As social experiments go, you couldn’t find one farther-reaching or more impactful than the current global pandemic. Everything—how we interact with each other, how we work, how we shop, how we live—is being re-examined and re-considered within the context of COVID-19. Assuming most, if not all, of your employees are still working from home, they need to be productive and serve your customers. While social scientists like economists, psychologists and sociologists will have a field day with all the data they’ll take away from this historic experience, here are some remote work lessons we can apply today, over six months into the pandemic.
For many enterprises, the seismic shift to remote work has been a test of faith in their employees. While we’ve seen a surge in surveillance software adopted by companies to track their remote workers, a study by Harvard Business Review observes that, compared with people at low-trust companies, people at high-trust companies report:
At Windstream Enterprise, we heartily agree with HBR’s assessment. In that spirit of mutual respect between the organization and its employees, here are some tips from Buffer we’d like to share for keeping morale up for home-based workers and establishing trust.
According to a study by Elsevier, a leader’s level of positivity and transparency directly impacts the employee’s trust of that leader. That’s why being transparent about business developments as they unfold is crucial to building trust. Take advantage of your integrated collaboration tools, like Slack and Microsoft Teams, for quick updates. For larger announcements, consider a video town hall.
Set goals, not tasks
Many managers tend to micro-manage employees by focusing on
tasks and hours spent working instead of goals. Instead, foster a
results-oriented culture that focuses on what people do. Set goals and accountability by team and use weekly status
check-ins to track progress.
Allow for flexibility in work hours
Most people working from home—especially parents of
school-aged children—are dealing with massive changes in their work and
personal lives. Allowing people to work on their own timelines where possible
will make your employees more productive and reduce overall stress.
Get to know each other
Share fun facts about teammates via your internal newsletter
or intranet. Start a program where an employee gets paired up in weekly calls
with someone randomly chosen from within the company. And use your unified communications tools to set up virtual
meeting spaces, where teammates can meet up for a virtual watercooler
C-level executives are talking a lot about developing a growth mindset these days because it works in everyone’s favor, both organizationally and individually. By encouraging employees to commit to their own personal growth—and giving them opportunities to develop these skills—you’ll see big dividends later on. Many online educational opportunities are available for free, or at a very affordable price, from Coursera and other online learning venues.
These are trying times. We’re all experiencing unusual amounts of stress; millennials in particular report having mental health issues. What’s more, COVID-19 has disproportionately increased the time women in the U.S. spend on family responsibilities by an estimated 1.5 to 2 hours, leading them to drop out of the workforce at a higher rate.1 So be willing to lend an ear. And don’t be afraid to show vulnerability yourself.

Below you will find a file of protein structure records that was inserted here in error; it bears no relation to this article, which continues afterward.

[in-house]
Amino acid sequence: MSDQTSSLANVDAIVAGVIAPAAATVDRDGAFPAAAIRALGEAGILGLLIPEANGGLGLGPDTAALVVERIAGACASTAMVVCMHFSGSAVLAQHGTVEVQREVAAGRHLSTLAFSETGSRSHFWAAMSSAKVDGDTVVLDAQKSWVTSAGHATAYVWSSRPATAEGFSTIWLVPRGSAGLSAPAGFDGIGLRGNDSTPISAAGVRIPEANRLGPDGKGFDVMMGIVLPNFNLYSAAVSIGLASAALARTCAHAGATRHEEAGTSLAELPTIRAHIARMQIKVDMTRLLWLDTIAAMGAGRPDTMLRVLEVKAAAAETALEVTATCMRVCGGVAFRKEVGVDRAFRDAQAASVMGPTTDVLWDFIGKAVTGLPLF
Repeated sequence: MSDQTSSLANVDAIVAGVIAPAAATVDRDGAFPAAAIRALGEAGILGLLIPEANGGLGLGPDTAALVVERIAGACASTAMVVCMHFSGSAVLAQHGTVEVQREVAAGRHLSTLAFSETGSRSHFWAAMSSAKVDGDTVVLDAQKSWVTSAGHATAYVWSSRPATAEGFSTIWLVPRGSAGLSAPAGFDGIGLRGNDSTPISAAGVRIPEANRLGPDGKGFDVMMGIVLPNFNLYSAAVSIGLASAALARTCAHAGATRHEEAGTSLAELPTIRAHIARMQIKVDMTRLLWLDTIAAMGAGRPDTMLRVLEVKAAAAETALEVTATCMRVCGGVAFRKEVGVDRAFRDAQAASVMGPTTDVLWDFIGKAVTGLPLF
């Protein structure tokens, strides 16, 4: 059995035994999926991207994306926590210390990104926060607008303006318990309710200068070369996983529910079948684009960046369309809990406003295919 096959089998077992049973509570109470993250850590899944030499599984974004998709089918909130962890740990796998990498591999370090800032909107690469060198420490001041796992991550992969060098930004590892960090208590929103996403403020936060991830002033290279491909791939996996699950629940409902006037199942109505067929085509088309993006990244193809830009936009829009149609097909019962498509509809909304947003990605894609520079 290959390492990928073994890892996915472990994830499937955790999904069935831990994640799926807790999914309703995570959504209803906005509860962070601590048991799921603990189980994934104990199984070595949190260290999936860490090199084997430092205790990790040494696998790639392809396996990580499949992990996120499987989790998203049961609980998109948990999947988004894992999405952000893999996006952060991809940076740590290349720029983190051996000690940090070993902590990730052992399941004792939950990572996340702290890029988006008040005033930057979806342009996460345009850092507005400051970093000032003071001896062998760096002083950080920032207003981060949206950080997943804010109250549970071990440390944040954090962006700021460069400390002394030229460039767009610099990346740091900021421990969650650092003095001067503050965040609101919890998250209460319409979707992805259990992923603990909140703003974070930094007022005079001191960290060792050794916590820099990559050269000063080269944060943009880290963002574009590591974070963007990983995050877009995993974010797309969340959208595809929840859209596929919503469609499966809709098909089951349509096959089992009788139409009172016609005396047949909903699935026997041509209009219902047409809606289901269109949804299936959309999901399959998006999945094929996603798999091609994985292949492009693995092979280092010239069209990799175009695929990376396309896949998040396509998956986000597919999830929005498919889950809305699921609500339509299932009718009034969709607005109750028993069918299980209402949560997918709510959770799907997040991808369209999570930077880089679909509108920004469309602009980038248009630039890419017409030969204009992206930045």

For a home-based worker, work-life balance isn’t a fixed equation, it’s more of a blend of both. Depending on whether they’re single, married or have children, life for one employee can look very different from another. Flexibility—both from the employer and the employee—is key to making it work. If you’re a home-based worker, here are some practical tips inspired by Glassdoor to help you find the right balance.
Start the day right
Before you open your laptop, take the time you need before
the workday starts to maximize success later in the day. Develop a healthy
morning routine: go for a run, meditate, or do an online exercise class then
have a good breakfast. Try not to roll out of bed to start working right away.
Designate a workspace
Establish a dedicated space in your home to help you create
a consistent work environment. Got kids? Take your space when you can and
communicate your needs, time restraints and work schedules clearly and ahead of
time, so everyone is aware of your workday needs—especially during video
Schedule your day
Set a schedule for yourself to guide you through the day and
limit distractions—turn off your devices if you have to. And create to-do lists
to ensure that you’re being productive and meeting your goals. Block specific periods of your workday in
your calendar for deep work. Even with the increase in conference calls, you
need to carve out time in your day for productive tasks.
Take your lunch hour
Get creative during your lunch hour—it’s better for boosting productivity in the long run. Do some light stretching, do a yoga flow, eat something healthy or call a close friend.
Rest your eyes
Get up and stretch or take a short walk to rest your eyes from your computer screen. Experts recommend every 15 minutes or so.
Create a closing time ritual
Log off at the same time you would leave the office. Then
take a minute to reflect on what you accomplished today—you made it!
Whether you’re running a remote team or a member of one, I’d love to know your thoughts—this is new territory for all of us! Connect with me at firstname.lastname@example.org or https://www.linkedin.com/in/scottyelton/
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